TikTok is less important for music than thought!

TikTok is less important for music than thought!

A new report by IFPI shows that fewer people watched short-form videos (TikTok, Reels, Shorts …) with music in 2022 than last year.
In 2022, we listened to music for an average of 20.1 hours per week. Last year, the figure was 18.4 hours. Countries that clearly surpass that average include India (25.7 hours), China (28.3 hours), Indonesia (27.2 hours) and Nigeria (30.4 hours).

In an average week, we listen most to paid audio streaming services like Spotify Premium or Apple Music. Video streaming platforms like YouTube are in 2nd place, and radio still takes a notable third place globally. Overall, an average respondent listens to music in more than 6 different ways. Unfortunately, 30% of respondents still admit to using illegal sources to listen to or purchase music.

Audio streaming thus remains the most popular way to consume music and is even slightly more popular than last year. If we look at the time people spend on an audio streaming platform, it is even an increase of 10%. As many as 75% of respondents said they had used an audio streaming service (paid or free with ads) in the month before the survey (June-September 2022).

Luistermix op weekbasis - bron: IFPI

Half of those surveyed used a platform for so-called short-form videos in the month before the survey, i.e. short videos like the ones we find mainly on TikTok. Just under two-thirds (63%) of the time on those platforms was spent on music-related videos. That is an incredibly large amount and may therefore indicate that TikTok is playing a huge role in music consumption and discovery (despite mounting criticism of the royalties they pay out). At least, that is the impression we got from all the coverage over the past year. But the figures contradict that somewhat. In 2021, music-related videos still accounted for 68% of user time on TikTok and co. Whereas short-form video still accounted for 11% of the weekly mix in 2021, that dropped to 8% in 2022. Longer (music) videos, e.g. on YouTube, also did slightly less well in 2022 than the year before. So we watched fewer music-related videos on a screen, but enjoyed live concerts more again this year (from 2% in an average week in 2021 to 4% now), listened to the radio slightly more, put on our own music collection slightly more and streamed slightly more.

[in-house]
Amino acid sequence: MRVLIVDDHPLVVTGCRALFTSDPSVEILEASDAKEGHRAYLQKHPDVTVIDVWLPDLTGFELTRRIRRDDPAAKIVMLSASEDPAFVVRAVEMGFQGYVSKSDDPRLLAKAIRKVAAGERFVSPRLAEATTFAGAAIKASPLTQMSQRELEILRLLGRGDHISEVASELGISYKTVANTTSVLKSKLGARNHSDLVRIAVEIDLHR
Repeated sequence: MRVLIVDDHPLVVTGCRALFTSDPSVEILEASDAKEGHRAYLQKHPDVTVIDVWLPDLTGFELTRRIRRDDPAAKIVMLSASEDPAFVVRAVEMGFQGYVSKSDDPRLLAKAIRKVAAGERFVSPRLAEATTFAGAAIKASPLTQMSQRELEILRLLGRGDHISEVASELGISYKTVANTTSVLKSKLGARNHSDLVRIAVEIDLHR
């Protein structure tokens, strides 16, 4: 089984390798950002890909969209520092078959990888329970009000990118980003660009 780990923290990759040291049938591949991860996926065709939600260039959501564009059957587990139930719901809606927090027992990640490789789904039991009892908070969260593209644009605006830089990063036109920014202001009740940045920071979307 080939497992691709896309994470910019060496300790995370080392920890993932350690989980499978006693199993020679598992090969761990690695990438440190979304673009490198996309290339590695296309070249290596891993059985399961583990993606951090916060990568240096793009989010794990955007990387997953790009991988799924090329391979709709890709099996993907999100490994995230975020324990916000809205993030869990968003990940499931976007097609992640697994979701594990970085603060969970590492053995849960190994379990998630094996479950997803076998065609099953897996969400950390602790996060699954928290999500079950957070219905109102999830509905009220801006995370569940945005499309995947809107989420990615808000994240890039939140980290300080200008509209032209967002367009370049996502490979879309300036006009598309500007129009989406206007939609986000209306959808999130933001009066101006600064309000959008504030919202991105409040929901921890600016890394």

Finally, gaming appears to be a key driver for listening to music. 44% of gamers visited a virtual concert on a gaming platform (think Fortnite, Roblox etc.) in the 3 months prior to the survey. Gamers’ interest in virtual live music has increased significantly compared to 2021 when 33% of gamers reported having attended a concert on a gaming platform.

The full IFPI report Engaging with Music 2022 can be downloaded here.